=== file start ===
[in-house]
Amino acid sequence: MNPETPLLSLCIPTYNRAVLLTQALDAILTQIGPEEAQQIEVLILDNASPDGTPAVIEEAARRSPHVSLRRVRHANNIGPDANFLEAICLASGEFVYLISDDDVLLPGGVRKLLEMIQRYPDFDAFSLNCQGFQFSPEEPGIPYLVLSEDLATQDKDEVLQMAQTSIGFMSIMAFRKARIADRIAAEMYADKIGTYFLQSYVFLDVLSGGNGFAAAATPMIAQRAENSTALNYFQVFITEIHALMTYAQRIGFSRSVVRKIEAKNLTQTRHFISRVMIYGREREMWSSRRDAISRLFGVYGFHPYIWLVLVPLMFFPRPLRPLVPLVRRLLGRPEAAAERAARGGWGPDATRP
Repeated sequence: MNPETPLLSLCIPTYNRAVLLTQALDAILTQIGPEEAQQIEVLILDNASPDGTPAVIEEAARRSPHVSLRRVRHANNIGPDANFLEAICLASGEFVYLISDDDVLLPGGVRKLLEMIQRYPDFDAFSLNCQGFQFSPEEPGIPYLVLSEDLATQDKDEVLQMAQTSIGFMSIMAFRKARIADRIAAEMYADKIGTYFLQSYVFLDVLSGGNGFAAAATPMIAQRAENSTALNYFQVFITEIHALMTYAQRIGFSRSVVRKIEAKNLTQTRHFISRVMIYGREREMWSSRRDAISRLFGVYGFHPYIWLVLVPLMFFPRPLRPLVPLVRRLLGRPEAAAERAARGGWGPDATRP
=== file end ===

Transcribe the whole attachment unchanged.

[in-house]
Amino acid sequence: MNPETPLLSLCIPTYNRAVLLTQALDAILTQIGPEEAQQIEVLILDNASPDGTPAVIEEAARRSPHVSLRRVRHANNIGPDANFLEAICLASGEFVYLISDDDVLLPGGVRKLLEMIQRYPDFDAFSLNCQGFQFSPEEPGIPYLVLSEDLATQDKDEVLQMAQTSIGFMSIMAFRKARIADRIAAEMYADKIGTYFLQSYVFLDVLSGGNGFAAAATPMIAQRAENSTALNYFQVFITEIHALMTYAQRIGFSRSVVRKIEAKNLTQTRHFISRVMIYGREREMWSSRRDAISRLFGVYGFHPYIWLVLVPLMFFPRPLRPLVPLVRRLLGRPEAAAERAARGGWGPDATRP
Repeated sequence: MNPETPLLSLCIPTYNRAVLLTQALDAILTQIGPEEAQQIEVLILDNASPDGTPAVIEEAARRSPHVSLRRVRHANNIGPDANFLEAICLASGEFVYLISDDDVLLPGGVRKLLEMIQRYPDFDAFSLNCQGFQFSPEEPGIPYLVLSEDLATQDKDEVLQMAQTSIGFMSIMAFRKARIADRIAAEMYADKIGTYFLQSYVFLDVLSGGNGFAAAATPMIAQRAENSTALNYFQVFITEIHALMTYAQRIGFSRSVVRKIEAKNLTQTRHFISRVMIYGREREMWSSRRDAISRLFGVYGFHPYIWLVLVPLMFFPRPLRPLVPLVRRLLGRPEAAAERAARGGWGPDATRP